No-one could fail to be impressed by Whatmough’s P33s. They’re finished in a superb Bubinga real wood veneer (a metallic duco is also available) and stand 1.2 metres tall on a 260×430mm footprint. But more than that, they’re shaped more like pieces of modern sculpture than loudspeakers.
A true three-way loudspeaker, the P33 design calls for two 180mm diameter dual-layer fibreglass/Nomex cones to deliver the bass. These operate in tandem, to increase piston area, before crossing to a single 125mm midrange driver. Handling the high frequencies is a 35mm dual concentric tweeter with a waveguide centre plug. This type of tweeter is a relatively new design, and is sometimes called a ‘ring radiator’ to distinguish it from the ordinary ‘dome’ tweeter design. Ring radiator tweeters have far smoother frequency responses than ordinary dome tweeters, and extend high-frequency response beyond 30kHz. This would not be so unusual except that ring radiator tweeters can also handle far more power than conventional domes, so high frequencies don’t get attenuated after prolonged playing. Unlike the similar-looking tweeters on some other speakers, the P33 uses a genuine Vifa XT25—though one that’s modified to Whatmough’s own specification.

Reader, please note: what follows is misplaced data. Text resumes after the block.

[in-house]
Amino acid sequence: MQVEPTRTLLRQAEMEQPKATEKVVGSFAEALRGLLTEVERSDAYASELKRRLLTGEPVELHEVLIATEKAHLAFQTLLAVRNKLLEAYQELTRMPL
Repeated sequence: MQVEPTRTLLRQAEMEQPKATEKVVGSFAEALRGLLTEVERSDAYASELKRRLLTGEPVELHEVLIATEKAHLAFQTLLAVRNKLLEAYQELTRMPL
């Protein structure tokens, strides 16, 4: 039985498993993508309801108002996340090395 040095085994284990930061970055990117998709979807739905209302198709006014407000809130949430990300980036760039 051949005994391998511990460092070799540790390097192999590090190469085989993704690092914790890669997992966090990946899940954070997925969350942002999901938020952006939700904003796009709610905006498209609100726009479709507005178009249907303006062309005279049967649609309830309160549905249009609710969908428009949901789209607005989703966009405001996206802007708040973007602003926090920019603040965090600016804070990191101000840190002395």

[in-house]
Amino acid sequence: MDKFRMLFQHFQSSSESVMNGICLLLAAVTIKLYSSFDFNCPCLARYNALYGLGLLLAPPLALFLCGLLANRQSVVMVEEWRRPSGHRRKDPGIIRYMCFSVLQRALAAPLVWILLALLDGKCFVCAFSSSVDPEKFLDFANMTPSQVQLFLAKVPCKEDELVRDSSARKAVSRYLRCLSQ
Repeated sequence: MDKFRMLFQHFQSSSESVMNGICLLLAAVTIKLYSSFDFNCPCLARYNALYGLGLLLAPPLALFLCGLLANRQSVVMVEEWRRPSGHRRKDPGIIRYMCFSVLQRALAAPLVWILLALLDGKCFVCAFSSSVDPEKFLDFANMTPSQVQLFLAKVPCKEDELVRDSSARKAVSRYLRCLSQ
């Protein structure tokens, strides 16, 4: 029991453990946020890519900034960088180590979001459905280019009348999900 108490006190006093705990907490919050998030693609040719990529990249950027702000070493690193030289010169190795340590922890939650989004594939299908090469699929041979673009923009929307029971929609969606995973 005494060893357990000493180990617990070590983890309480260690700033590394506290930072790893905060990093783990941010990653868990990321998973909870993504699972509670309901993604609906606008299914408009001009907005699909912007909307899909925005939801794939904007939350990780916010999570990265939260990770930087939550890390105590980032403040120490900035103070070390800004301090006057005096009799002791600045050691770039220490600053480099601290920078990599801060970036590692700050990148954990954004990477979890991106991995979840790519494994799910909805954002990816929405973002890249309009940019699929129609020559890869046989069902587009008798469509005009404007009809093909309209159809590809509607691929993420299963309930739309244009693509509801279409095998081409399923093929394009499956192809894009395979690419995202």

Although Whatmough rates the bass drivers as having a diameter of 170mm the all-important dimension is the effective piston area (SD), which is derived from measuring the diameter of the cone, and adding the width of the roll surround. (A distance often referred to as the Thiele/Small diameter, after Australian engineers Neville Thiele and Richard Small.) The P33 has a T/S diameter of 135mm, which gives an SD of 143cm². However, because the two drivers operate together, the SD for the system is twice this, or 286cm². This means that if Whatmough wanted to achieve the same SD using just a single driver, it would have to have a T/S diameter of 191mm, which would equate to an overall cone size of around 236mm, based on a similar frame size and roll surround.